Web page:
That man, she said, took off running down 27th Avenue, pulling a hood up over his dreadlocks. He left one victim lying on the steps of the corner home and another pounding on the door, holding his shoulder, she said.
"The gunshots sounded like it was in my room," the woman said.
That shooting was the fifth in five days, and it came at the end of a day on which police had responded to three slayings in roughly eight hours. All of those cases are also thought to have a drug connection.
In the first case, a man leaving the Upscale Ballroom club in the Suitland area was gunned down inside a vehicle, authorities said. The victim, Clifton Antion Turner, 42, of Laurel, had an extensive history of drug convictions and a murder conviction.
In the two related cases, two men were found slain with duct tape over their mouths, sources said. The first was found with his throat cut inside a home in the 7200 block of Crafford Place in Oxon Hill, and police seized a large quantity of marijuana there, Magaw and sources said. The second was found just a few miles away, shot several times and left for dead on the shoulder near Palmer and Tucker roads. Ellis said that man was a friend of the first man's and had apparently been taken from inside the home on Crafford Place and shot at the intersection.
Police had not identified either man, saying they were awaiting confirmation from the medical examiner.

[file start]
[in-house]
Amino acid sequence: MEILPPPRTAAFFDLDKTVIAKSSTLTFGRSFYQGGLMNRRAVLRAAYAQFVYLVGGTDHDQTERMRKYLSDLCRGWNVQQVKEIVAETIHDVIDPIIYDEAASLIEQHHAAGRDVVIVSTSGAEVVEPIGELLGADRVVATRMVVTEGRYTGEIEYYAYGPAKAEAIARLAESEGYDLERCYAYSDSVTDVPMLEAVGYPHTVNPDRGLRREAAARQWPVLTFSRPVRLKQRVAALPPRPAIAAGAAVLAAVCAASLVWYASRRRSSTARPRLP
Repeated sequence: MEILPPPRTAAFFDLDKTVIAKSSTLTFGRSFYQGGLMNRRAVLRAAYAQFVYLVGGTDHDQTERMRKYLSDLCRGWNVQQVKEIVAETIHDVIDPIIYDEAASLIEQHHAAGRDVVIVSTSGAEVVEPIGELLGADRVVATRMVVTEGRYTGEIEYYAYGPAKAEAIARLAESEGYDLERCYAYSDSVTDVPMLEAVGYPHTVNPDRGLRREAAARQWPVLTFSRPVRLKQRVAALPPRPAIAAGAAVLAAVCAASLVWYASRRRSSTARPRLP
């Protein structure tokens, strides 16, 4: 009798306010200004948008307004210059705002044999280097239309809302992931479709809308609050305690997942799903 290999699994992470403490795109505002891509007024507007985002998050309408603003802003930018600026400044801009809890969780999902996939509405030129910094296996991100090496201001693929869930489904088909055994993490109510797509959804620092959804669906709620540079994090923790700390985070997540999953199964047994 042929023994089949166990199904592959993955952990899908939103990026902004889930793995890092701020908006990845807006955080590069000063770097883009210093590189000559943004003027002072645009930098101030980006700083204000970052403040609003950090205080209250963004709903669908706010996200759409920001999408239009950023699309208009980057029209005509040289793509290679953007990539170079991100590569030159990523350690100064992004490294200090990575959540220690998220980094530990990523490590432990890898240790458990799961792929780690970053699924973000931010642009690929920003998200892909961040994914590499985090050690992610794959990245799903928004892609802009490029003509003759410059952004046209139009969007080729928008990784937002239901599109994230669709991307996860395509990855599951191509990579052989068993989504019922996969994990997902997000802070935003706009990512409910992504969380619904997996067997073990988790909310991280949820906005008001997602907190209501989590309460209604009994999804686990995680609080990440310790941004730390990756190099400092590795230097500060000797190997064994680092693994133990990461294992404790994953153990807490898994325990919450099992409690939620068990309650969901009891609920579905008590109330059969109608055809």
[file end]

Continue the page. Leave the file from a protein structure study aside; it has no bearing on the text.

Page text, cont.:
Magaw said that the department has seen spikes in homicides in the past and that he did not think the recent spate was a harbinger of a violent year. Last year, there were 98 homicides in Prince George's - representing a slight drop from the year before and a steep decline from the mid-2000s.
County Executive Rushern L. Baker III said that he, too, did not think it "portends a violent year" and that he has not perceived that residents are as concerned as they were with the homicides in the mid-2000s. He said he has talked with the police chief and State's Attorney Angela Alsobrooks about the need to solve the cases as quickly as possible.
"We've been on him to let's close this," Baker said. "We know it's best to try and close them in the first 48 hours, first 72 hours."
Crime experts said that although a sudden spate of unrelated homicides does not indicate a trend, there are things Magaw can do to stem the violence - especially when it is drug-related.
David M. Kennedy, a professor at the John Jay College of Criminal Justice in New York, said drug-related spasms of violence typically occur because dealers react with force to even minor disrespect.
One way to stem the violence, he said, is to send the message to individual criminal networks "that if there's violence that comes out of your little criminal enterprise, the entire enterprise is going to get a lot of attention for basically anything that's going on."
"When those networks come to understand that the heat that comes with violence is not the price you want to pay, you can calm things down pretty dramatically," he said.
firstname.lastname@example.org Staff researcher Lucy Shackelford and staff writer Clarence Williams contributed to this report.